5. The pipeline of new retail partners begins to slow rapidly.

For the same reason its legitimate retail partners are dropping the manufacturer’s product line, the company is finding it more difficult than ever to sign on new retail partners to carry its products.

Prospective retailers are, after all, easily able to monitor what’s happening to the products’ pricing — and the margins of existing resellers — and the trend they’re observing now has any potential new reseller concerned that they won’t be able to earn enough carrying those products to cover costs.

Moreover, some of these retailers pride themselves on selling only premium brands — and the plummeting advertised prices of the manufacturer’s products make those products less appealing for these premium-only retailers.

Obviously, this will only further weaken the company’s brand value.

 

6. The lousy customer experience provided by the grey-market retailers further erodes the brand’s good name.

In a final ongoing insult to the manufacturer’s brand, the growing number of shady retailers selling the company’s products means that more and more customers buying your products online are now dealing with resellers that have no direct relationship with you. No training. No checks to ensure that content in ads is accurate or messaging is consistent with your brand guidelines.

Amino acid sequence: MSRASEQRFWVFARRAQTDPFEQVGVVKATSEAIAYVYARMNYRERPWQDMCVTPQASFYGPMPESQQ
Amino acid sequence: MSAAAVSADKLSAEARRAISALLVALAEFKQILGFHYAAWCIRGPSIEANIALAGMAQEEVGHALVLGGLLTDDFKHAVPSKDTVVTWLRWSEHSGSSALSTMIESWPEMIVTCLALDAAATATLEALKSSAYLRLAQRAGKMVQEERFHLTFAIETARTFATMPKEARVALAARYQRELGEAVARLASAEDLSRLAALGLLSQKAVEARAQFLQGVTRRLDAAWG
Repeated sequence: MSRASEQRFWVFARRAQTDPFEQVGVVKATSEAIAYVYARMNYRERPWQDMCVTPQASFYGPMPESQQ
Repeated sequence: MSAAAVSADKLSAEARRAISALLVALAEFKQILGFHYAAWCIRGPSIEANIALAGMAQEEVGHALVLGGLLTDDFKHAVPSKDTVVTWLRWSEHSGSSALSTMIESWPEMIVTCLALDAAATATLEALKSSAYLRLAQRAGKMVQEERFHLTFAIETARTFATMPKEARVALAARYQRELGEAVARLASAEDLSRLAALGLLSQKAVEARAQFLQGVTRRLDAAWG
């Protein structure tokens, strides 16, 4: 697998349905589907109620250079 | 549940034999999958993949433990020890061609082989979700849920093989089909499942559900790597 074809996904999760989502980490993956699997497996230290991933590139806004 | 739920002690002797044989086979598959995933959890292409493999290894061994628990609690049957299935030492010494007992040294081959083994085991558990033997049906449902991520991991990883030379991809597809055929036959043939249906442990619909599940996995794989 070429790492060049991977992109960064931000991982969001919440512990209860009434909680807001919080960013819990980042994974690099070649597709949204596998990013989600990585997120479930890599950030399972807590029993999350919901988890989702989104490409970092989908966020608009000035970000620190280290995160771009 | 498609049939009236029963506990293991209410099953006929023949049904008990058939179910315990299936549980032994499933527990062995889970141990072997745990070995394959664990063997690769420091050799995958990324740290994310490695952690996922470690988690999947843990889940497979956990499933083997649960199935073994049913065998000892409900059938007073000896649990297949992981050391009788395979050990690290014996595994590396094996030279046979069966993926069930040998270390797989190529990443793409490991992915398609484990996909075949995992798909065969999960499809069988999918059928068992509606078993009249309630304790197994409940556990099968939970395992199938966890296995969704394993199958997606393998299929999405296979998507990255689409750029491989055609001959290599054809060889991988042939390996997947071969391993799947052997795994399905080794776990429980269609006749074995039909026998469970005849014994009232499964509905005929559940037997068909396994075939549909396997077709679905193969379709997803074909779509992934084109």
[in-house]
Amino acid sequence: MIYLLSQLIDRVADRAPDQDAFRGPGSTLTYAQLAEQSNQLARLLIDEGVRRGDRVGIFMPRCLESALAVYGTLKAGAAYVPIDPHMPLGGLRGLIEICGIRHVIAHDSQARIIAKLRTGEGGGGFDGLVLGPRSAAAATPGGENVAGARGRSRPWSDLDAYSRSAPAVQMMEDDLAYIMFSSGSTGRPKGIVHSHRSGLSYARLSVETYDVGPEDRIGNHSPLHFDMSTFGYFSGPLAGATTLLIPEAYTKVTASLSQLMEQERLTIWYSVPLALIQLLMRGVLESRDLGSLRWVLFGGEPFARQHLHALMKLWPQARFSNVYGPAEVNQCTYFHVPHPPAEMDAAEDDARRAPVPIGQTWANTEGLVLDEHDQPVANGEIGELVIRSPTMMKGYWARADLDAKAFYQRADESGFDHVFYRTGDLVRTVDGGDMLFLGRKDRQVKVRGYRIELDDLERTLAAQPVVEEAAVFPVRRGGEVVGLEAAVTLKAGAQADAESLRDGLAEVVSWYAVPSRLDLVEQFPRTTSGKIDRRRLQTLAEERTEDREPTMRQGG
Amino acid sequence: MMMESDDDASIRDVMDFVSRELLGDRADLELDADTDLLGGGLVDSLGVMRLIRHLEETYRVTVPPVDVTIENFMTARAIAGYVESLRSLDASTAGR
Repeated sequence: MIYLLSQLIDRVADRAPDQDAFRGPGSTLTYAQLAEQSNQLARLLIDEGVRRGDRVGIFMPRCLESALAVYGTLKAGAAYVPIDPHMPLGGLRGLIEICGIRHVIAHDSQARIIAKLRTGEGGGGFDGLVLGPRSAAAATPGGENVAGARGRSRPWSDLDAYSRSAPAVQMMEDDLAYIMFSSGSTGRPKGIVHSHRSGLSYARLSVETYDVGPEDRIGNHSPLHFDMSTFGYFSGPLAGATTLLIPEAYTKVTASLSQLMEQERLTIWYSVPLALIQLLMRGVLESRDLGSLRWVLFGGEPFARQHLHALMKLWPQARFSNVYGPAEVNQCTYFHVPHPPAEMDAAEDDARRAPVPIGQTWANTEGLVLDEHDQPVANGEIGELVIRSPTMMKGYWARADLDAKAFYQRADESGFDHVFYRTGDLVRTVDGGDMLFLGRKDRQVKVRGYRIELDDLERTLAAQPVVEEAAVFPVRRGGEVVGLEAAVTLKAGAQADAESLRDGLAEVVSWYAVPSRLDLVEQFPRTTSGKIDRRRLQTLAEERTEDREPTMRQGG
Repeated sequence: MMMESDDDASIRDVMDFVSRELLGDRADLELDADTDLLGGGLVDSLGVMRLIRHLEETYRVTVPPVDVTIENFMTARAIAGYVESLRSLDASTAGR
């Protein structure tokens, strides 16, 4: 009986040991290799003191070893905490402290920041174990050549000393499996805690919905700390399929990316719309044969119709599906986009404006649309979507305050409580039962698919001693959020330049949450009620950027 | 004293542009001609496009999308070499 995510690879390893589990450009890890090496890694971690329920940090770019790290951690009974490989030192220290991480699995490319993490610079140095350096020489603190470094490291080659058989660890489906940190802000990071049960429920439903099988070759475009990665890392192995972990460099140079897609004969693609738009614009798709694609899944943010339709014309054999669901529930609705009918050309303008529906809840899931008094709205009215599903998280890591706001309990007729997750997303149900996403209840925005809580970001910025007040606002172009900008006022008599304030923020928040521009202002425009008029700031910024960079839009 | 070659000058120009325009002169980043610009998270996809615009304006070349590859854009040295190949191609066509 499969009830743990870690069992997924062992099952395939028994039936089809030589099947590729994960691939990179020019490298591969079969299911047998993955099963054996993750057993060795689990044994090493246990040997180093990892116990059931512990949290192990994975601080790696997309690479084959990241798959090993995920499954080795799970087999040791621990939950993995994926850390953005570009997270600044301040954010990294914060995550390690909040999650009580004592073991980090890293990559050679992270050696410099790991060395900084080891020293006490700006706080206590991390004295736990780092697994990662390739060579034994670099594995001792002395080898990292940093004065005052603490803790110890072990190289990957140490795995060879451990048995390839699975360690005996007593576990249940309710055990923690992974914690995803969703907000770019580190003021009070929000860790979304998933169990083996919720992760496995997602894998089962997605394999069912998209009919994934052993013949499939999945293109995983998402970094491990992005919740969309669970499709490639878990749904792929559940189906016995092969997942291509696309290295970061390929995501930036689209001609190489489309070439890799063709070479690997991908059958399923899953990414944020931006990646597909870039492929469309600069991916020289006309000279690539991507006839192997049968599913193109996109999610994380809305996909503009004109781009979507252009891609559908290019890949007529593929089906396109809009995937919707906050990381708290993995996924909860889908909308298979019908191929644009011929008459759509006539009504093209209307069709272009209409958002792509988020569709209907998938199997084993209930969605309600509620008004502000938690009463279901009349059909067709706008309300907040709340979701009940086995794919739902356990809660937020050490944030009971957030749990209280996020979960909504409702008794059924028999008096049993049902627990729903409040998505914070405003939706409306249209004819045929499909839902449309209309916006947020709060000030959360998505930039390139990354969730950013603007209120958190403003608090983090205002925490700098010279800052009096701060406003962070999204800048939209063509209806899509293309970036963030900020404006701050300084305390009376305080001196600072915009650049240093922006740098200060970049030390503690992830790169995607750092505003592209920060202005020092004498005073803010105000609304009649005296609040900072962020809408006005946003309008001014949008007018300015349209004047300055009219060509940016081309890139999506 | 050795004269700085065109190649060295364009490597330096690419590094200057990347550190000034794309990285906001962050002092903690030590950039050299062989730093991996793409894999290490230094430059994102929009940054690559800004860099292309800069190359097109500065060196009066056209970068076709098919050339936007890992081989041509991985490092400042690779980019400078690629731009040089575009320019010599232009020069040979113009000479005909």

That means many customers who call the retailer for support will receive a substandard experience.

It means customers who try to return the product may find they cannot — because the manufacturer has no record they bought the product in the first place.

And it means that the end-user of your product is far more likely to have a poor customer experience.

 

Which can drive poor reviews of your products and further erosion of Brand Value.

 

What to do to protect your Brand Value

Clearly, the risks of not having drafting and enforcing a reseller policy are substantial. But fortunately, drafting, publishing, monitoring and enforcing an effective reseller policy is far easier than you might think.

 

Learn more by signing up for TrackStreet’s free eBook, How to Draft and Enforce a Successful Reseller Pricing Policy.

 

The second measure that you must take, is to proactively monitor and respond to negative reviews of your products. These reviews can, in many cases, be driven by poor perceived Brand Value and substandard customer experiences supplied by Grey Market, Unauthorized or Other Resellers that you should remove from your dealer network.

Fortunately, TrackStreet offers a module as part of its SaaS Brand Protection platform to help you identify and address negative product reviews from across the Internet, including on major marketplaces like Amazon, eBay and more.


Would you like to see how TrackStreet’s platform can help you? Schedule a demo.